Fidelity Freedom Index Target Date funds are “all-in-one” funds, also called “fund of funds”. Each one is made up of several different stock and bond mutual funds. The percentage of stocks to bonds varies, with more stocks the further away retirement is. If you stay in a fund, it will gradually be rebalanced to have less stocks and more bonds.

You could start out with one of the Fidelity Freedom Index funds, maybe 2030 fund. It has 75% equities and 25% bonds, which considering your age of 35 and retirement age of 65, is reasonable. If you decide that this is too conservative, or too risky, in the future, it’s easy to change to the 2015 or 2035 or to whatever you decide. Here’s a link to all the Freedom Index funds. Scroll down to see the various funds, starting with the most conservative. 

https://www.fidelity.com/bin-public/060_www_fidelity_com/documents/SHDOCS/FXIFX/hosts/sh_comm_pmqa.002216.RETAIL_pdf.pdf

As I mentioned, the first thing to do is to call Fidelity and take care of the application form. They will have to confirm that they are on your district’s 403b vendor list. It may take a few days for your 403b account to be set up. Then you’ll have internet access to it.

You also need to contact your Third Party Administrator and tell them you’ve chosen Fidelity for your vendor. They will have a salary reduction form for you to fill out. That tells them how much you want them to send to your Fidelity 403b account. You can start with a small contribution (there’s probably a minimum) and change it later if you want.

Please don't hesitate to ask questions. If you need to read up on investing, this website is a good place to start. Also the Boglehead.com Wiki covers lots of investing topics. 

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There are an incredibly excessive amount of options. I argue that a major reason, arguably THE reason, that financial institutions do this is to overwhelm investors and drive them into the arms of expensive advisers.

The good news for you is that it really is simple once you cut through the noise and we will answer as many questions as you can conceive of. Check out my Fidelity page to drastically reduce your list of choices. You need to build a fully diversified portfolio and you basically have two easy ways to do that...

#1 is called the three fund portfolio. You own a domestic stock fund that covers every US stock, an international stock fund that covers the rest of the world, and a bond fund.

#2 is called an “all-in-one” fund or a “fund-of-funds”. This is a single fund that essentially holds the three funds mentioned above, but hides those details from you. One variant of these “all-in-one” funds are called target date funds and they increase your bond holdings automatically as you approach the target date. Another variant of these “all-in-one” fund is a fixed allocation where the bond holdings do not increase over time.

Option #1 has the lowest cost, but it is your responsibility to make sure the three funds stay in the correct proportion to each other because the three funds will not increase/decrease in lock step with each other. For instance, just about every paycheck this year I’ve had to buy international stocks because domestic stocks have done so much better. Having to do this manually opens people up to behavioral errors because it requires you to buy the worst performing asset.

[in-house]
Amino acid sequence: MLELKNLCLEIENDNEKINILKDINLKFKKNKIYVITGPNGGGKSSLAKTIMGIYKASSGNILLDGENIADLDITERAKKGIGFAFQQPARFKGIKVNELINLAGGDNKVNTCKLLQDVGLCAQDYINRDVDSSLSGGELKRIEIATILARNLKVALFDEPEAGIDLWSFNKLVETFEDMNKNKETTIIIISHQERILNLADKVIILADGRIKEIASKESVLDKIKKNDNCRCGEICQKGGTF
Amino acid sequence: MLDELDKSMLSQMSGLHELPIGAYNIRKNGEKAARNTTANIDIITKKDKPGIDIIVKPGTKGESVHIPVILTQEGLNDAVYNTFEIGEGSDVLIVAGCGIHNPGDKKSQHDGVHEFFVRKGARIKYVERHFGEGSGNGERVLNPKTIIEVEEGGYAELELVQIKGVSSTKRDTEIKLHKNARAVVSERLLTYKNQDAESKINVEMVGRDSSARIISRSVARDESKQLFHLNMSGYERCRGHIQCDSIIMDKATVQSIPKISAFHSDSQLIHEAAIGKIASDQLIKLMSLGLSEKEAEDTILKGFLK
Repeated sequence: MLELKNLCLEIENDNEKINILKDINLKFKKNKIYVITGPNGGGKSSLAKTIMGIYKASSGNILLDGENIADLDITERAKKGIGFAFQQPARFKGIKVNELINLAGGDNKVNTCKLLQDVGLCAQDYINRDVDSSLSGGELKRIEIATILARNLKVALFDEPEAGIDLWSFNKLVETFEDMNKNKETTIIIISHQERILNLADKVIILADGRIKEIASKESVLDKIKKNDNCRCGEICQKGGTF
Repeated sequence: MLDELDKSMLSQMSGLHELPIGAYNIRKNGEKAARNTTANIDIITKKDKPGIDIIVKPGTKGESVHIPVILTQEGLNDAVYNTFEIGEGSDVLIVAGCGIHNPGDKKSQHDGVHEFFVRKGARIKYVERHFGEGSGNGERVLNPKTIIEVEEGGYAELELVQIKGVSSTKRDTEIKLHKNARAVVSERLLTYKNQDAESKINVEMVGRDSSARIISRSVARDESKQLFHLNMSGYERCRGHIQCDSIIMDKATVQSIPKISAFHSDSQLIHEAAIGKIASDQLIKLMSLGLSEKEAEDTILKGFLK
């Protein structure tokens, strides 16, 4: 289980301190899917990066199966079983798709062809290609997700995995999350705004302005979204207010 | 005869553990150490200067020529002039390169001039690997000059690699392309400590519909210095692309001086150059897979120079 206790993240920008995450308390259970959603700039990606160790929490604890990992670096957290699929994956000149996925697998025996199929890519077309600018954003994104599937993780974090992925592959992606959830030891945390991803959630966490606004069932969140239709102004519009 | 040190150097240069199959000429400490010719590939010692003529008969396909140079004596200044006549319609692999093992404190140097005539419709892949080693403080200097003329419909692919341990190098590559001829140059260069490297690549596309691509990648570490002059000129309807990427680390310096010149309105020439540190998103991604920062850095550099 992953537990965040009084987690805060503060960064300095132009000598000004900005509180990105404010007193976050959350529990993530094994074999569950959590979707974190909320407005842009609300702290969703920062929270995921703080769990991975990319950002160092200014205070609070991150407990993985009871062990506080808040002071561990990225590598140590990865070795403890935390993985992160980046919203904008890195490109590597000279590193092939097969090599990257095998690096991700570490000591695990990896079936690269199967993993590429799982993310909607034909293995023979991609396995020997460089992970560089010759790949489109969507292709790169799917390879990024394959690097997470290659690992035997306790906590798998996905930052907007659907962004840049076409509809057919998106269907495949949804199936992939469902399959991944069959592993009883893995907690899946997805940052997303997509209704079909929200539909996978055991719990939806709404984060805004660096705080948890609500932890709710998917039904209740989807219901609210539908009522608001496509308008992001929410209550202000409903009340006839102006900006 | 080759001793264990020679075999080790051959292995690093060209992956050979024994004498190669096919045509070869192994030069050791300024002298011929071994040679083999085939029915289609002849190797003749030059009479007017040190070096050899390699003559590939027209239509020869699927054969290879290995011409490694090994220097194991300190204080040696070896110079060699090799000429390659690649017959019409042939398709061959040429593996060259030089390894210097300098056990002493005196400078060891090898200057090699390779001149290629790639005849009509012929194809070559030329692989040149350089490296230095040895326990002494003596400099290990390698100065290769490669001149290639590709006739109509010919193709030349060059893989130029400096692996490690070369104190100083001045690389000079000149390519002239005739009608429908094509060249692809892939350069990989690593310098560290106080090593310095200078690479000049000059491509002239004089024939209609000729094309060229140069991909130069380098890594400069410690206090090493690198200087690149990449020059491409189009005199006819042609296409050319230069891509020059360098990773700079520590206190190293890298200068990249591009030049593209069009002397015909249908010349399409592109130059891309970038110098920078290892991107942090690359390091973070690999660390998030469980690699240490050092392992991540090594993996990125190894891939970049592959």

Option #2 has a slightly higher cost, but you don’t have to do anything. Just keeping dumping money into that one fund every paycheck, over and over again. You can almost think of this fund as a nearly free adviser/manager doing the work for you!

I have option #1, but I think Option #2 is appropriate for most people.

The biggest decision you’ll have to make is what percentage of your portfolio should be allocated to bonds. Nobody can make this call for you because it is based on who you are as a person. Bonds will decrease expected returns, but nothing decreases expected returns like stocks dropping by half, freaking out, selling stocks at the bottom, and not reentering the market until the recovery is over. Or driving yourself into an early grave because you can’t sleep during the inevitable crashes you’ll experience. So ask yourself how much of your portfolio you can emotionally and financially afford to lose, think of it in absolute dollars and a percentage, know that stocks can drop by 50%, and pick a bond allocation that won’t cause you to lose too much.

For the record I have an old emergency fund in bonds and everything else in stocks. Others on this board have something like 70% in bonds I think. This is a personal choice, but it is critical it is true to who you are as a person/investor.

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EdLaFave and Krow36 I appreciate the time and effort in your responses. You two have extremely helped me out and I'm glad I stumbled upon this forum. I can't reiterate how grateful I am. Thank you.

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I appreciate the gratitude and I’m really happy you seem to have this sorted out. Please pay it forward by educating your coworkers because they’re likely being exploíted. If you’re ever feeling up for a project then work to reform the plans in your district!

Come back and ask as many questions as you need.